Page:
Lech Lecha – A Lonesome Man of Faith
In the Torah’s narrative we don’t learn much about Abraham himself. The Torah gives us brief glimpse and records small exchanges, but on the whole we are left to fill the gaps with the help of the Oral Tradition. The Midrash tells us much about Abraham, many stories that are not included in the verses, some stemming from allusions as slight as the name of a place. The portrayal of Abraham (initially Abram) depicts a man who is profoundly committed to the Lord he had discovered and to a life of serving Him. The legends of Abraham’s early life tell of intellectual searching and probing, culminating ultimately in discovery of monotheism as we know it. The stories tell of deep commitment and stubborn perseverance and self sacrifice. Later in life, the life recorded occasionally in the Torah, Abraham can be pictured in our minds as a man worn and weary, yet a sagacious man who deeply cares for others. His struggling and suffering through life only made him more steadfast in his faith and more sensitive to the suffering of others.
The Parsha begins by Abram’s journey from his extended family and acquaintances. His small household included his wife and his nephew Lot whom Abram had taken under his wing. He was already weathered by that time, having withstood enormous pressure over the years to conform to the pagan beliefs of greater society. He understood that in order to settle and raise a family with values and beliefs similar to his own he had to sever his ties to his birthplace and early home. He yearned more than anything else to establish descendants, a family who would continue this legacy he had started and follow the will of the Lord. G-d promised him that he would have many descendants in the new land he would come to.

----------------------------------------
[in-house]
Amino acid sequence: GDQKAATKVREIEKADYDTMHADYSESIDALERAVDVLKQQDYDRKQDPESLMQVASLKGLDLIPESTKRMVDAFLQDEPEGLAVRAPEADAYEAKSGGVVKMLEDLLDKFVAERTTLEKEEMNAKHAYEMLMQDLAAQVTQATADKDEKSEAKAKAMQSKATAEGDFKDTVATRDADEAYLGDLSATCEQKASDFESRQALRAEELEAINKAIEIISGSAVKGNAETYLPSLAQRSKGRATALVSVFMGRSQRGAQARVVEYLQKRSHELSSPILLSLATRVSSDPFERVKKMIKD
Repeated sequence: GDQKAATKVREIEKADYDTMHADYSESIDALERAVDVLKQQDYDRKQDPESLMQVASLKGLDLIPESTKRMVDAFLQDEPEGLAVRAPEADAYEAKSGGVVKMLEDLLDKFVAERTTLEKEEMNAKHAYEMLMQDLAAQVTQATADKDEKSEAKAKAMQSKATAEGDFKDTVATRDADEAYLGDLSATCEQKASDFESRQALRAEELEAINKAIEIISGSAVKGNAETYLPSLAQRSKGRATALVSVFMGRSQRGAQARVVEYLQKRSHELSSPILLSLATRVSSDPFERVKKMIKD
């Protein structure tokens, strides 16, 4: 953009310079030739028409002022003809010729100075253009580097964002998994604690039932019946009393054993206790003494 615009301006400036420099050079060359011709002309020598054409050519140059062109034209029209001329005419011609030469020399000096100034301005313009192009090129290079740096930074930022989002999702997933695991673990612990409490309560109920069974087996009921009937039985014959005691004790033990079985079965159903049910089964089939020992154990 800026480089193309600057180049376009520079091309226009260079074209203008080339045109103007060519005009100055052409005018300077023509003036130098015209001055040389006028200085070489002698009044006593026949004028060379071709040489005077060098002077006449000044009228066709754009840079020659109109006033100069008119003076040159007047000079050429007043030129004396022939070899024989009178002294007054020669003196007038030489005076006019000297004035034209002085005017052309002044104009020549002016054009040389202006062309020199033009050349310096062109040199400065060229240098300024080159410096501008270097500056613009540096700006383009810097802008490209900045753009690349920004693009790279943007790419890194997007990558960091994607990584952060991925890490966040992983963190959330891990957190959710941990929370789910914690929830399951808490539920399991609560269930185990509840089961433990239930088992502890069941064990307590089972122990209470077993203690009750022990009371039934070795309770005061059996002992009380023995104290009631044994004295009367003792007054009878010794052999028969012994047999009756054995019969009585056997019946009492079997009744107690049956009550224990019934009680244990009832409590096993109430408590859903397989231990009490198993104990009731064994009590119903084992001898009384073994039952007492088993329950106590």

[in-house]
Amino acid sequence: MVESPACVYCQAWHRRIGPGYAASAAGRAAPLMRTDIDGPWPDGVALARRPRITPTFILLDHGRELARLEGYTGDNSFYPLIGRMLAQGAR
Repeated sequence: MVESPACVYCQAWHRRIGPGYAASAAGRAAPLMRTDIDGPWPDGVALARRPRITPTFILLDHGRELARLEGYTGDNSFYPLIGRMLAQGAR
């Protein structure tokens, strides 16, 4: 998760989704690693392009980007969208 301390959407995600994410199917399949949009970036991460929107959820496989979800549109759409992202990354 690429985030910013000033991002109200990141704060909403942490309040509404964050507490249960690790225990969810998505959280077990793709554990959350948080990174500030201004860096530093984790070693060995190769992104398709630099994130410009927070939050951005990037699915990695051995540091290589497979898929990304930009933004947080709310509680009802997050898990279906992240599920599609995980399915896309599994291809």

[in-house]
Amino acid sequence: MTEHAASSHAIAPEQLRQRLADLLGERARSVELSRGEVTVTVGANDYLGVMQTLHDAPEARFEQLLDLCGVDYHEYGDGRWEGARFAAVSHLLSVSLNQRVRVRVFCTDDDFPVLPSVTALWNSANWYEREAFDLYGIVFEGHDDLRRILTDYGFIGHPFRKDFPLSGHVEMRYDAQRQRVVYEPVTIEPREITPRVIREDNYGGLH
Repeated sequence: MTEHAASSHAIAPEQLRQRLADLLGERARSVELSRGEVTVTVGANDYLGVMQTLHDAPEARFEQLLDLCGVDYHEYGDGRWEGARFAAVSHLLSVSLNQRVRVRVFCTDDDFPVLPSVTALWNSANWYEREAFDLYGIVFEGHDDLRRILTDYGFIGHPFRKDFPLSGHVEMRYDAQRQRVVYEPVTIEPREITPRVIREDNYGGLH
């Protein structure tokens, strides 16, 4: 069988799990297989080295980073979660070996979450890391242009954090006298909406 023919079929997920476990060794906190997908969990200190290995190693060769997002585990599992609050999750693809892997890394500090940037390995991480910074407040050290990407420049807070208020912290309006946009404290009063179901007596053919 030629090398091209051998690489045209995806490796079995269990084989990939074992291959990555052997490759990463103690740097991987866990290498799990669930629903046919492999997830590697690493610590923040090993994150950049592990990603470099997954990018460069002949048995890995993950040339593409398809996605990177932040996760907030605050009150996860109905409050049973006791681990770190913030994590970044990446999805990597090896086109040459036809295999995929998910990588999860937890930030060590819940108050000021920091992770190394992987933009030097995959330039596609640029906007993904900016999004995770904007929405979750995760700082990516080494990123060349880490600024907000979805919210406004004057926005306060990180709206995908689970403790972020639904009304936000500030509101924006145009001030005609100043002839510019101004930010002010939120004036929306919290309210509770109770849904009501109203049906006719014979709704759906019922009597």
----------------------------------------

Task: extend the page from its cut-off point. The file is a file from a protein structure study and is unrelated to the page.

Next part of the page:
This dream of Abraham wouldn’t materialize, it seemed. Years passed and he and his wife remained childless. He was tormented by trials and setbacks. Sara was abducted by the Pharaoh when they sought refuge from the drought in Egypt. Later, having established some wealth he had to part ways with his nephew Lot, the only member of his family he was still close to. We cannot help but picture Abraham as a very sad man. If we put ourselves into his shoes, experiencing the events of his life, we would be depressed. But Abraham was not a sad man. He was endlessly patient and loyal to the end. His namesake, Abraham Lincoln, suffered many setbacks in his life as well, and he was indeed a melancholy man for some of his life, but our forefather Abraham was not depressed as far as we know.